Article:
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Familial Cancer

, Volume 18, Issue 1, pp 105–108 | Cite as

Delineating a new feature of constitutional mismatch repair deficiency (CMMRD) syndrome: breast cancer

  • Lisa BushEmail author
  • Melyssa Aronson
  • Uri Tabori
  • Brittany B. Campbell
  • Raymond B. Bedgood
  • Kory Jasperson
Short Communication

Abstract

Constitutional mismatch repair deficiency (CMMRD) syndrome is a rare autosomal recessive hereditary cancer condition, characterized by an exceptionally high risk of cancer, a propensity for childhood malignancies, and cutaneous features reminiscent of neurofibromatosis type 1 (NF1). We report on two sisters originally suspected of having CMMRD syndrome due to their history of colonic polyps and NF1 associated skin findings, both were subsequently found to have biallelic MSH6 mutations. After years of CMMRD syndrome follow-up, the proband was diagnosed with breast cancer at age 29, while her sister was diagnosed with a glioblastoma at age 27. Immunohistochemistry analysis on the breast tumor tissue revealed weak MSH6 protein staining. Exome sequencing revealed a hypermutated breast tumor and an ultra-hypermutated brain tumor. Multi-gene panel testing was also performed and revealed no additional mutations which might explain the proband’s early onset breast cancer. This is the first documented case of breast cancer in an individual with CMMRD syndrome. We summarize the evidence supporting the possible association between breast cancer and biallelic MMR mutations. Healthcare providers should be aware of this possible association and follow-up appropriately for suspicious breast findings. In addition, this case highlights the need for frequent central nervous system screenings due to rapid progression of brain tumors.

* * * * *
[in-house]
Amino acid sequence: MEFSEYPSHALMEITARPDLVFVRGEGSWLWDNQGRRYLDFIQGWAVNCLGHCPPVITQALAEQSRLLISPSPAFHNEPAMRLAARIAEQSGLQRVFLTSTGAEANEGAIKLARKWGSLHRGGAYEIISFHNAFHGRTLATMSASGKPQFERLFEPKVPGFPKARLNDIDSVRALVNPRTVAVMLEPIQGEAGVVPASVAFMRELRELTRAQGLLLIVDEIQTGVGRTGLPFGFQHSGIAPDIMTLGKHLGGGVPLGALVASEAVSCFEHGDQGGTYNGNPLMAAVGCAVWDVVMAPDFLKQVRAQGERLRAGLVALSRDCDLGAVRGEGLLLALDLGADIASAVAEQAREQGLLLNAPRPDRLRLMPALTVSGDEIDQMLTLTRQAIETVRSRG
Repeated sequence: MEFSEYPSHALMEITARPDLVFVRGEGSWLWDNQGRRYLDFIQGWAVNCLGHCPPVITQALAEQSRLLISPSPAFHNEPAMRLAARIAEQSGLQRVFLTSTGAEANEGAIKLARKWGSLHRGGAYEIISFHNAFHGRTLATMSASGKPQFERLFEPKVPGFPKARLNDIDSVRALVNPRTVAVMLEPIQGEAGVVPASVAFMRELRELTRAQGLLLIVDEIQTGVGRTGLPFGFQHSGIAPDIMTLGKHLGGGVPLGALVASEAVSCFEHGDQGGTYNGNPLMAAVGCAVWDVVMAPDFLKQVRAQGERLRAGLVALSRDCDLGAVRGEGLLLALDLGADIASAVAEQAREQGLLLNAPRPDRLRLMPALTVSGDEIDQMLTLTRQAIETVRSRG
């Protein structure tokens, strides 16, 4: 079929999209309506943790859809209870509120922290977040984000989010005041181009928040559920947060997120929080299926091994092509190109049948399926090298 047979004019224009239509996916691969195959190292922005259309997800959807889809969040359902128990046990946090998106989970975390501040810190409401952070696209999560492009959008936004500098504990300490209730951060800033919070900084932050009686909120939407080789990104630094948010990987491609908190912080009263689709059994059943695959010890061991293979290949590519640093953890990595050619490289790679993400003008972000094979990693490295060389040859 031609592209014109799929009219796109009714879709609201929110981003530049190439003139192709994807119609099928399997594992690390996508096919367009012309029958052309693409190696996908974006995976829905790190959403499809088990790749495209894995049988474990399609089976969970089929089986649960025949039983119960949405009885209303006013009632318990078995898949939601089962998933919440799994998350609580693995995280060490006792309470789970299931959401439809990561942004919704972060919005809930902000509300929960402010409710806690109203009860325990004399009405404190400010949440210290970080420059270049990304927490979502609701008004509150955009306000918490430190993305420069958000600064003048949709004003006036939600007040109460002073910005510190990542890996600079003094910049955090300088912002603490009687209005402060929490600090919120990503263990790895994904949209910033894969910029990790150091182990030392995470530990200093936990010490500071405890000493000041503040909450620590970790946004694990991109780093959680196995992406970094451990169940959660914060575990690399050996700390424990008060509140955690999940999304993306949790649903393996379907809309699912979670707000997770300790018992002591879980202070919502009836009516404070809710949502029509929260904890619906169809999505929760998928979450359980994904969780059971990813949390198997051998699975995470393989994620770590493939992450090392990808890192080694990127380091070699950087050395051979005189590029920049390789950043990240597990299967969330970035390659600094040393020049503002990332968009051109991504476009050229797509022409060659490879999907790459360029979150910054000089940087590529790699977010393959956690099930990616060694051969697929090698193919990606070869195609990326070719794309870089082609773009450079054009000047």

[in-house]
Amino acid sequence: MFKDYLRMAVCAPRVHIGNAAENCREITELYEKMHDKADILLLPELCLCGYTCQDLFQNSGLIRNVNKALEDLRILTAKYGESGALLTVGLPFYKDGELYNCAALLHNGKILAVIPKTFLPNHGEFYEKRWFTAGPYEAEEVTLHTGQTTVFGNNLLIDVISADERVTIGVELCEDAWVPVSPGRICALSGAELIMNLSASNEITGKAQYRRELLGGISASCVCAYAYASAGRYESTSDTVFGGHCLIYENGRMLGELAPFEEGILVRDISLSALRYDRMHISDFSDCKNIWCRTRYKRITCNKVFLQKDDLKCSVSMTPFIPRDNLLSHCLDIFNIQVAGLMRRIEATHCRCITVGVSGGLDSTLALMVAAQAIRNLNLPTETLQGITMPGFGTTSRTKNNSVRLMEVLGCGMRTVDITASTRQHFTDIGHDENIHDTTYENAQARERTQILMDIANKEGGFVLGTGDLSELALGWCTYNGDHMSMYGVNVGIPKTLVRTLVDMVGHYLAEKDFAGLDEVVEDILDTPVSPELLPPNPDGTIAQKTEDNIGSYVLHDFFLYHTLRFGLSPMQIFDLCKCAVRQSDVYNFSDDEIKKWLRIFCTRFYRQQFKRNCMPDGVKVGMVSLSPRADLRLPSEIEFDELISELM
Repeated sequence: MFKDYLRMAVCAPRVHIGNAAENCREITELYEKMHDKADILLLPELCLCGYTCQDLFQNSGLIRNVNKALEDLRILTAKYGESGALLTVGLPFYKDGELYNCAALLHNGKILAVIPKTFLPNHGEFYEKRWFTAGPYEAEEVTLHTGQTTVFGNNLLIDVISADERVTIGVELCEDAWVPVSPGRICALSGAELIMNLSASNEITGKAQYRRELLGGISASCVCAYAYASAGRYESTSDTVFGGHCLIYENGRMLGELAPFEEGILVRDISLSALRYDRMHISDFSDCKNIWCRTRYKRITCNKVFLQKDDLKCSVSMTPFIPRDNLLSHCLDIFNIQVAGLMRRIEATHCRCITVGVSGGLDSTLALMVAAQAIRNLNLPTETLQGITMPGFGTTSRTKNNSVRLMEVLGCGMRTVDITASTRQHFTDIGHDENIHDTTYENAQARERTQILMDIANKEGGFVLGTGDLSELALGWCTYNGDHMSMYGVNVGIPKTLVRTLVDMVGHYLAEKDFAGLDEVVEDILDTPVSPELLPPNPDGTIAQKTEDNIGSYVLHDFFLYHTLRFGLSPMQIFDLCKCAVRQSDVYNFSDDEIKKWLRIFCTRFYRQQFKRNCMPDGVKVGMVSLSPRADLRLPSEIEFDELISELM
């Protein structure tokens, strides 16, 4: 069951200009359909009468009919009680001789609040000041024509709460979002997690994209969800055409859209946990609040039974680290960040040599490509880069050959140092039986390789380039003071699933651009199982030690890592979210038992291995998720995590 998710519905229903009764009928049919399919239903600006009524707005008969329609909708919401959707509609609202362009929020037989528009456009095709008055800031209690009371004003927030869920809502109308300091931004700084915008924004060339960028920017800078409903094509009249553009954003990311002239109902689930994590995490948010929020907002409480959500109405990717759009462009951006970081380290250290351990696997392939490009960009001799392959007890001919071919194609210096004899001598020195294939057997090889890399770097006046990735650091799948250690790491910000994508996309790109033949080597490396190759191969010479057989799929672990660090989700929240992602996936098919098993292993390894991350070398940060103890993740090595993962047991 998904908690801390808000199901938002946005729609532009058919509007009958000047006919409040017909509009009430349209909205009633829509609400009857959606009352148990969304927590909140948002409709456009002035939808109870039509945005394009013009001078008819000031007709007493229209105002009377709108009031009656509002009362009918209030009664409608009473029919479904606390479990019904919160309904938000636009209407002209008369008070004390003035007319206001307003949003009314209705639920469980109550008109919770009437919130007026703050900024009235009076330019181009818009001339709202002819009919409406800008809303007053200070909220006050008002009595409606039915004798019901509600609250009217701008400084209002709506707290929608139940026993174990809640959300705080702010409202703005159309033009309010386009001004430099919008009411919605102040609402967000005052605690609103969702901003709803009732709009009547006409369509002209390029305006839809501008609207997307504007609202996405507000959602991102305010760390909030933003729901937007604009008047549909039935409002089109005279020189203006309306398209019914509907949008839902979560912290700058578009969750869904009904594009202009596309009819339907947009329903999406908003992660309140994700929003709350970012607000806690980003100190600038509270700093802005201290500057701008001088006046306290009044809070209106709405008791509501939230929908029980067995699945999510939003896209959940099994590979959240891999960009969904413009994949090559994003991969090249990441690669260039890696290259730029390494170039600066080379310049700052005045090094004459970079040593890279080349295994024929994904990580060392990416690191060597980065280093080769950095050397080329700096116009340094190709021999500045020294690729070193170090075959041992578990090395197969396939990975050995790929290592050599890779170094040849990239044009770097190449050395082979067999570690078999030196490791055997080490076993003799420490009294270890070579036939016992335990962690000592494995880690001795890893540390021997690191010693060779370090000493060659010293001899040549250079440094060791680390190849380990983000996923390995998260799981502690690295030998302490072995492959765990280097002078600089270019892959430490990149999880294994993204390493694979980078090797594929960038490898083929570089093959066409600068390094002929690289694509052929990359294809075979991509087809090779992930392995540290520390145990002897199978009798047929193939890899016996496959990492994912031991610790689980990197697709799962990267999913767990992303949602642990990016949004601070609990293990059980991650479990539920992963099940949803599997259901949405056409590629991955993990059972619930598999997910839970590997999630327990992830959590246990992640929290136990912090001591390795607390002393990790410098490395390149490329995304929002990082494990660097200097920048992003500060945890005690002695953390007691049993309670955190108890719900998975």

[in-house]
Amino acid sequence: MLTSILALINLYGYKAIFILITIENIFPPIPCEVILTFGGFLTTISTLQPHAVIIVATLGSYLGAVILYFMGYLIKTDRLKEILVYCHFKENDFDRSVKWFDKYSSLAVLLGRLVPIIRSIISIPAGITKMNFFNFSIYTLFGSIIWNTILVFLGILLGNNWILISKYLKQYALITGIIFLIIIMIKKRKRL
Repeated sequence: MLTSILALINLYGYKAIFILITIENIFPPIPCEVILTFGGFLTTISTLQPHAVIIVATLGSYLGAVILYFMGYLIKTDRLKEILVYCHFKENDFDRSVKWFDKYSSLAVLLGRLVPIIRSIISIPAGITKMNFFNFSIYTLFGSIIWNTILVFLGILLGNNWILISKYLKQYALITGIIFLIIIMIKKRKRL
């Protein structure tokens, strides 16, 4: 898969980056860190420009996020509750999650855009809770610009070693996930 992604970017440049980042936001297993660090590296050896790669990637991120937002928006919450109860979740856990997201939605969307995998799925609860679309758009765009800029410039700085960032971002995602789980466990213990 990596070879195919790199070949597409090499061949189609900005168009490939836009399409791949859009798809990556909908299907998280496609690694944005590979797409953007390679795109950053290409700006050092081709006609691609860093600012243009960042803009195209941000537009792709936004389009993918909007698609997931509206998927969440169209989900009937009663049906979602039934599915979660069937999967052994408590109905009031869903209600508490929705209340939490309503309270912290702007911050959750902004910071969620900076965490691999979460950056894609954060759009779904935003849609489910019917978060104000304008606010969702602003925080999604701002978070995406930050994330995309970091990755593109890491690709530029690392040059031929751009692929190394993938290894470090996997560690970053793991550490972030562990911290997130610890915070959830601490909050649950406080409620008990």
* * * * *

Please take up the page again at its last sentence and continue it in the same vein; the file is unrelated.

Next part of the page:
Keywords

Constitutional mismatch repair deficiency syndrome MSH6 CMMRD Lynch syndrome Hereditary breast cancer Hereditary brain tumor 

Notes

Acknowledgements

We would like to thank the family for their dedication to helping improve the lives of others affected by CMMRD syndrome through fundraising, advocacy, research and raising awareness.

Funding

The mutation burden analysis was funded through the SU2C Catalyst Research Grant and the Canadian Institute of Health Research Joint Israel-Canada Health Program.

Compliance with ethical standards

Conflict of interest

The authors declare that they have no conflict of interests.

Informed consent

Obtained. This study was approved by the Mount Sinai Hospital Institutional Review Board. The family is enrolled in the Familial Gastrointestinal Cancer Registry (FGICR) and the International BMMRD Consortium.

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Copyright information

© Springer Science+Business Media B.V., part of Springer Nature 2018

Authors and Affiliations

  1. 1.Hereditary Cancer ProgramNorthside Hospital Cancer InstituteAtlantaUSA
  2. 2.Zane Cohen Centre for Digestive Diseases, Mount Sinai HospitalUniversity of TorontoTorontoCanada
  3. 3.Division of Haematology/Oncology, The Hospital for Sick ChildrenUniversity of TorontoTorontoCanada
  4. 4.Program in Genetics and Genome Biology, The Hospital for Sick ChildrenUniversity of TorontoTorontoCanada
  5. 5.Gastroenterology Associates of Central GeorgiaMaconUSA
  6. 6.Department of Medical AffairsAmbry GeneticsAliso ViejoUSA

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